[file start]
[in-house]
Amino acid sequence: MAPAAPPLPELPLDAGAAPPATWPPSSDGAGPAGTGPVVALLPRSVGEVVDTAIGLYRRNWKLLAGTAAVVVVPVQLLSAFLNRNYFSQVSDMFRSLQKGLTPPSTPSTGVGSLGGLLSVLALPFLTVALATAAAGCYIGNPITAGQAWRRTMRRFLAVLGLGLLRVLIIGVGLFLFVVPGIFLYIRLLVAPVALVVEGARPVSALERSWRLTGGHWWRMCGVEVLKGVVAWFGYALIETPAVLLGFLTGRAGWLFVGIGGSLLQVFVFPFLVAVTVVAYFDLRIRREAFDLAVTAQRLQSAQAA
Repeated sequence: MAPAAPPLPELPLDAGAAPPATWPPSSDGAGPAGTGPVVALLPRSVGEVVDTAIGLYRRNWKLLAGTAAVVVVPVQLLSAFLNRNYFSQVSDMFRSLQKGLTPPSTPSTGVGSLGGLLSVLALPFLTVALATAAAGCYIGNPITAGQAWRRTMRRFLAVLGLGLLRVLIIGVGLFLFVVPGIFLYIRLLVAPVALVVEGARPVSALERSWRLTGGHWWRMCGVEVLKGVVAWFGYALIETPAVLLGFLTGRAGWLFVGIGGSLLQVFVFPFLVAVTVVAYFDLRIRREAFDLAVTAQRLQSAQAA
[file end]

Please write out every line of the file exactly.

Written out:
[in-house]
Amino acid sequence: MAPAAPPLPELPLDAGAAPPATWPPSSDGAGPAGTGPVVALLPRSVGEVVDTAIGLYRRNWKLLAGTAAVVVVPVQLLSAFLNRNYFSQVSDMFRSLQKGLTPPSTPSTGVGSLGGLLSVLALPFLTVALATAAAGCYIGNPITAGQAWRRTMRRFLAVLGLGLLRVLIIGVGLFLFVVPGIFLYIRLLVAPVALVVEGARPVSALERSWRLTGGHWWRMCGVEVLKGVVAWFGYALIETPAVLLGFLTGRAGWLFVGIGGSLLQVFVFPFLVAVTVVAYFDLRIRREAFDLAVTAQRLQSAQAA
Repeated sequence: MAPAAPPLPELPLDAGAAPPATWPPSSDGAGPAGTGPVVALLPRSVGEVVDTAIGLYRRNWKLLAGTAAVVVVPVQLLSAFLNRNYFSQVSDMFRSLQKGLTPPSTPSTGVGSLGGLLSVLALPFLTVALATAAAGCYIGNPITAGQAWRRTMRRFLAVLGLGLLRVLIIGVGLFLFVVPGIFLYIRLLVAPVALVVEGARPVSALERSWRLTGGHWWRMCGVEVLKGVVAWFGYALIETPAVLLGFLTGRAGWLFVGIGGSLLQVFVFPFLVAVTVVAYFDLRIRREAFDLAVTAQRLQSAQAA